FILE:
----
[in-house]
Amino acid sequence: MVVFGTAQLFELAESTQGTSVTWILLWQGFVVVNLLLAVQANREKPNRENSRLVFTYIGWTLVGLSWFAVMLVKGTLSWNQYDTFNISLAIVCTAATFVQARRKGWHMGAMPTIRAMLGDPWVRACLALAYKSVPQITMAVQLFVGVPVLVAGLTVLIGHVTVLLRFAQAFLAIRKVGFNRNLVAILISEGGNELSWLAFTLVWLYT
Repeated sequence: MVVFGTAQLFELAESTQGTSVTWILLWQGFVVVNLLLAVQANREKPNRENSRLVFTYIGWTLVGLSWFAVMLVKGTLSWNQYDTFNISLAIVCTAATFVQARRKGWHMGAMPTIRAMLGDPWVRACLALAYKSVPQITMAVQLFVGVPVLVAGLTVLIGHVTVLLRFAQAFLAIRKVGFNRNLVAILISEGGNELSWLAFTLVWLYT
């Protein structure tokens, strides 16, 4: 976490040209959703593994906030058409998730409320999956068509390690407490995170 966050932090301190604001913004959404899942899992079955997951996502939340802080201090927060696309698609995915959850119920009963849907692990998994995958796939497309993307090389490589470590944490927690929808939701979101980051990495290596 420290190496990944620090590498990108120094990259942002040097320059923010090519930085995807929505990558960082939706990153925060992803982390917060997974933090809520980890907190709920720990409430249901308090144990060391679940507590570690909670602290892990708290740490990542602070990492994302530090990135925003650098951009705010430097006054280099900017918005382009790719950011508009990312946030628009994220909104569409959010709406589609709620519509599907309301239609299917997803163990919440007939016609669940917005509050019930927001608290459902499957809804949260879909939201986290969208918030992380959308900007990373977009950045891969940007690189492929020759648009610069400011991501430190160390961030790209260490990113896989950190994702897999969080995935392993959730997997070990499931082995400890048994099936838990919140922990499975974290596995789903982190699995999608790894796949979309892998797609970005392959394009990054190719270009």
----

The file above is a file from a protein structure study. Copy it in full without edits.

[in-house]
Amino acid sequence: MVVFGTAQLFELAESTQGTSVTWILLWQGFVVVNLLLAVQANREKPNRENSRLVFTYIGWTLVGLSWFAVMLVKGTLSWNQYDTFNISLAIVCTAATFVQARRKGWHMGAMPTIRAMLGDPWVRACLALAYKSVPQITMAVQLFVGVPVLVAGLTVLIGHVTVLLRFAQAFLAIRKVGFNRNLVAILISEGGNELSWLAFTLVWLYT
Repeated sequence: MVVFGTAQLFELAESTQGTSVTWILLWQGFVVVNLLLAVQANREKPNRENSRLVFTYIGWTLVGLSWFAVMLVKGTLSWNQYDTFNISLAIVCTAATFVQARRKGWHMGAMPTIRAMLGDPWVRACLALAYKSVPQITMAVQLFVGVPVLVAGLTVLIGHVTVLLRFAQAFLAIRKVGFNRNLVAILISEGGNELSWLAFTLVWLYT
């Protein structure tokens, strides 16, 4: 976490040209959703593994906030058409998730409320999956068509390690407490995170 966050932090301190604001913004959404899942899992079955997951996502939340802080201090927060696309698609995915959850119920009963849907692990998994995958796939497309993307090389490589470590944490927690929808939701979101980051990495290596 420290190496990944620090590498990108120094990259942002040097320059923010090519930085995807929505990558960082939706990153925060992803982390917060997974933090809520980890907190709920720990409430249901308090144990060391679940507590570690909670602290892990708290740490990542602070990492994302530090990135925003650098951009705010430097006054280099900017918005382009790719950011508009990312946030628009994220909104569409959010709406589609709620519509599907309301239609299917997803163990919440007939016609669940917005509050019930927001608290459902499957809804949260879909939201986290969208918030992380959308900007990373977009950045891969940007690189492929020759648009610069400011991501430190160390961030790209260490990113896989950190994702897999969080995935392993959730997997070990499931082995400890048994099936838990919140922990499975974290596995789903982190699995999608790894796949979309892998797609970005392959394009990054190719270009």